In President Obama’s 2014 State of the Union Speech he mentioned the myRA,
Let’s do more to help Americans save for retirement. Today, most workers don’t have a pension. A Social Security check often isn’t enough on its own. And while the stock market has doubled over the last five years, that doesn’t help folks who don’t have 401ks. That’s why, tomorrow, I will direct the Treasury to create a new way for working Americans to start their own retirement savings: MyRA. It’s a new savings bond that encourages folks to build a nest egg. MyRA guarantees a decent return with no risk of losing what you put in. And if this Congress wants to help, work with me to fix an upside-down tax code that gives big tax breaks to help the wealthy save, but does little to nothing for middle-class Americans. Offer every American access to an automatic IRA on the job, so they can save at work just like everyone in this chamber can. And since the most important investment many families make is their home, send me legislation that protects taxpayers from footing the bill for a housing crisis ever again, and keeps the dream of homeownership alive for future generations of Americans.
While I plan to update this post when more information comes out about the product, the Treasury’s website thus far hasn’t provided any real information,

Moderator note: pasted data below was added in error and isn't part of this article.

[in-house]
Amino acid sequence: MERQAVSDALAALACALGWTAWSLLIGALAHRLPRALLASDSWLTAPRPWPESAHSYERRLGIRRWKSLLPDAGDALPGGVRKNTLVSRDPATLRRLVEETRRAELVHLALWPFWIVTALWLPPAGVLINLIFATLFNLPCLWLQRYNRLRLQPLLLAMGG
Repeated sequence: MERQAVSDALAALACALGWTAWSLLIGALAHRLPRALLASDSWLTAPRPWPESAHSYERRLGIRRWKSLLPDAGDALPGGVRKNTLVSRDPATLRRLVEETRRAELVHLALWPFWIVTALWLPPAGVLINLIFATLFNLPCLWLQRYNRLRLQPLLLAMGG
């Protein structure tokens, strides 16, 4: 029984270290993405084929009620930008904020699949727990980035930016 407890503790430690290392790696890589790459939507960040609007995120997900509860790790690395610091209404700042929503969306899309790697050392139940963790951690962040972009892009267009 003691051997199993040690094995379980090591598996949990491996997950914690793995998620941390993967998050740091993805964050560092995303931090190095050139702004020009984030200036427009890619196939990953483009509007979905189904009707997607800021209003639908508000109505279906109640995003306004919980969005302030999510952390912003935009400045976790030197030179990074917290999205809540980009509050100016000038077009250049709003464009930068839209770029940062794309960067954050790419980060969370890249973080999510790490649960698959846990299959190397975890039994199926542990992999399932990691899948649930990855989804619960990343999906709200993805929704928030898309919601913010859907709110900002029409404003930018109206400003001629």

a new simple, safe, and affordable “starter” retirement savings account that will help millions of Americans begin to save for retirement.
Despite the lack of information I can safely say that whatever myRA is, it won’t change retirement and/or retirement planning.
Why Won’t the myRA Change Retirement?
According to the Investment Company Institute,
An estimated 48.9 million U.S. households, or 40.4 percent, owned IRAs as of 2012. An estimated 39.4 million households owned traditional IRAs, making it the most common type of IRA. A total of 20.3 million households owned Roth IRAs, and 9.2 million U.S. households owned employer-sponsored IRAs such as SEP IRAs, SAR-SEP IRAs, or SIMPLE IRAs
At the end of the fourth quarter of 2012, an estimated 46 percent of IRA assets were held in mutual funds, while the remaining assets were managed by brokerage accounts, banks, and insurance companies. In 1990, mutual funds’ share of IRA assets stood at 22 percent
and from Wikipedia
The average and median IRA account balance was $54,863 and $15,756, respectively, while the average and median IRA individual balance (all accounts from the same person combined) was $69,498 and $20,046. The average is significantly higher than the median (over three times higher), reflecting significant positive skew – very large balances increase the average.
So if IRAs and its cousins are “popular” with 50,000,000 or so participates why won’t the myRA matter for most American’s retirement?
- If it is a bond type product it won’t nor should it be used for those who need to take risk to increase their returns.
- American just don’t save that much money in their IRAs and Roth IRAs. Look at those average and mean balances?! They just aren’t that high.
So since most people don’t save enough for it to matter and this product probably isn’t the right place to save/invest for most the myRA is just likely not to matter, but I hope I am wrong. One way to make it matter? Turn the myRA into a non-sustainable deferred income annuity similar to that other government program that is an actuarial disaster but everyone puts their faith in …social security!